When someone has a stroke, every second is crucial. The longer it takes to receive treatment, the more likely it is that damage to the brain will occur.
"The mantra is 'time is brain,'" explains Dr. James Meschia, a Mayo Clinic neurologist and stroke expert. "The sooner they get treatment, the better patients do."
World Stroke Day is recognized each year on Oct. 29. The aim is to teach the public about stroke risk factors and stroke prevention, and to raise awareness about the warning signs of stroke so people recognize when a loved one may be having a stroke and can take action.
To recognize the warning signs of stroke, Dr. Meschia says remember the acronym, BE FAST:
There are two main types of strokes: ischemic and hemorrhagic. An ischemic stroke happens when there is a loss of blood supply to an area of the brain. A hemorrhagic stroke happens when there is bleeding into the brain when a blood vessel ruptures. Eighty-five percent of all strokes are ischemic.
Globally, 1 in 4 adults over 25 will have a stroke in their lifetime, according to the World Stroke Organization. More than 110 million people in the world have experienced stroke, but thanks to the development of clot-busting drugs and procedures to remove clots using a catheter, outcomes for people who have a stroke are improving.
"The first big treatment revolution happened in the 1990s. And in 1995 we finally closed in on a dose and a time window to give a clot-busting drug known as tissue plasminogen activator or, tPA," says Dr. Meschia. "Then in 2015, the added benefits of mechanical thrombectomy were clearly established. That is where a catheter is inserted, and, under guidance by an X-ray camera, the tip of the catheter is positioned in or near the clot and the clot pulled out. So used in combination or by themselves, thrombolysis and thrombectomy have been major advances in the therapy."
After emergency treatment, most stroke survivors go through a rehabilitation program. Stroke care focuses on helping people recover as much function as possible, with the goal of returning to independent living. The impact of the stroke depends on the area of the brain involved and the amount of tissue damaged.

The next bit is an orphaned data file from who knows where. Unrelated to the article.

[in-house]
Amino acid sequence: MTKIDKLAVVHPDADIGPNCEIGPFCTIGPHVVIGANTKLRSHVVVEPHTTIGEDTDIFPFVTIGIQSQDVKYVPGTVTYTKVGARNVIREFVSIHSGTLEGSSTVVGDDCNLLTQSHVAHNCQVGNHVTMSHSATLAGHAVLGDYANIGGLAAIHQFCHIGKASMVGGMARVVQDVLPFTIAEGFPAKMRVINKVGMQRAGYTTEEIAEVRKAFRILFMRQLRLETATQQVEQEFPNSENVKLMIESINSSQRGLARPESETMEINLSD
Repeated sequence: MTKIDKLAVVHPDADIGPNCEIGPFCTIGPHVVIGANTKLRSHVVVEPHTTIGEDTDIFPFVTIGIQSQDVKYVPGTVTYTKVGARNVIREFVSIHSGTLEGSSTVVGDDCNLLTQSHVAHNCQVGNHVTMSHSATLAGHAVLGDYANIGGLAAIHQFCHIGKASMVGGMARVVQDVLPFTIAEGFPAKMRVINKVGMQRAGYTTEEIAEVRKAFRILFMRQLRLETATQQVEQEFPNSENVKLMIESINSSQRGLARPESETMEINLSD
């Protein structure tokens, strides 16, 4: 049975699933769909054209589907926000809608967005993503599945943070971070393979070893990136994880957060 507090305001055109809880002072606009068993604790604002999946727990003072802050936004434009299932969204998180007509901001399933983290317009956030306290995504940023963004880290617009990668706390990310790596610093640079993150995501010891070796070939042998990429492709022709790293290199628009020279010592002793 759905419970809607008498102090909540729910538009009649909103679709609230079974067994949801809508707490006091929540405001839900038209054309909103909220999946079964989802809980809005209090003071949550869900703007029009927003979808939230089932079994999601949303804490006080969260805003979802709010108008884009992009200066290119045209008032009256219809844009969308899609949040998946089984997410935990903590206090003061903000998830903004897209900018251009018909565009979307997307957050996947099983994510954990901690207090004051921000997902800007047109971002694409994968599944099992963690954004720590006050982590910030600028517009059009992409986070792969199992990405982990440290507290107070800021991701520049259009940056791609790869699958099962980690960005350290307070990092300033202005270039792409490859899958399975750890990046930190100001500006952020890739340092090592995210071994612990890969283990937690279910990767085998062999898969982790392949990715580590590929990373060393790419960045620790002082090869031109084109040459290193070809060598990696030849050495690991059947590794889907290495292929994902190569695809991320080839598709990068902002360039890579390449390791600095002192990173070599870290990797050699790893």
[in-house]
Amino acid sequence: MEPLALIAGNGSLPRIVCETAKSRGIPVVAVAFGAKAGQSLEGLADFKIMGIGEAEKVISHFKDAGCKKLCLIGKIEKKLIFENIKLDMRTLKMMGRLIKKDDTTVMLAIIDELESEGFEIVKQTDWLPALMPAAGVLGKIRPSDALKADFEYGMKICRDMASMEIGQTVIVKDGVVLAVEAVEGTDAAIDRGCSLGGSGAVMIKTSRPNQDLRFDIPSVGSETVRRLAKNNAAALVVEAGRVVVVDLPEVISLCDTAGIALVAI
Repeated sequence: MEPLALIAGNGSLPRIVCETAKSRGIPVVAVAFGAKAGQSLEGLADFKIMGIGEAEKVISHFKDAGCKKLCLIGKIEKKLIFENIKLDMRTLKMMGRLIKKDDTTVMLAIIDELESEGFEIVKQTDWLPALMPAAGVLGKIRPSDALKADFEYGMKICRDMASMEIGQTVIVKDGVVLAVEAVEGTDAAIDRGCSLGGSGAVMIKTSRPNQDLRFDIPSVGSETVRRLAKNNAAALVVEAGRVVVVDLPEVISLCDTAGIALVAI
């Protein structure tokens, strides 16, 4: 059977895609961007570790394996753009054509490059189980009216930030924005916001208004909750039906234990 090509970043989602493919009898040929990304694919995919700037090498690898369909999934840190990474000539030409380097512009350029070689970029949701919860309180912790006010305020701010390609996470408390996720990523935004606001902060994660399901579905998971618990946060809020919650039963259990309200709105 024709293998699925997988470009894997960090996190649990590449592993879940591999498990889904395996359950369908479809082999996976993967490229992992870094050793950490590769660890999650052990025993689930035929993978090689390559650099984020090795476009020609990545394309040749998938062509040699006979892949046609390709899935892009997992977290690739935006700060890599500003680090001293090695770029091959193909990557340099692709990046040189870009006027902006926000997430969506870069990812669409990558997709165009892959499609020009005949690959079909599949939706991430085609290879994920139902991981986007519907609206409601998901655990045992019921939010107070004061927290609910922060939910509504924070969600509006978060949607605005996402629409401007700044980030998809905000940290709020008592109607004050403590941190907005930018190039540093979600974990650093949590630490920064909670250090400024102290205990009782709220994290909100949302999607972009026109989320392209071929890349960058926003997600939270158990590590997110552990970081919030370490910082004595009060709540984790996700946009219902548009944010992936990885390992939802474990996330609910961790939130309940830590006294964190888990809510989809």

If the stroke affected the right side of the brain, movement and sensation on the left side of the body may be affected. If the stroke affected the left side of the brain, movement and sensation on the right side of the body may be affected. Brain damage to the left side of the brain may also cause speech and language disorders.
Dr. Meschia encourages stroke victims to realize that the effects of a stroke are worse at the beginning, and that there is hope for rehabilitation.
"One of the important points with stroke is that it is sudden in onset, and often maximally severe at onset," says Dr. Meschia. "There are some exceptions, but I would say about 9 out of 10 are maximally severe at onset. And then, over the course of one to three months with appropriate rehabilitation — be it speech, physical or occupational therapy, or a combination thereof — patients do rally and improve significantly. And it is one of the things to be aware of because sometimes patients and families can feel like giving up. I think that would be tragic because, at least in the short term, the prognosis is favorable for some level of recovery."
Many strokes can be prevented in the first place by minimizing risk factors. Maintaining a healthy body weight, staying physically active and controlling blood pressure reduce the risk of stroke. Other stroke prevention steps include stopping smoking, eating a healthy diet and managing blood sugar levels.
On the Q&A podcast, Dr. Meschia discusses stroke prevention, the warning signs of stroke and the latest in stroke treatments.
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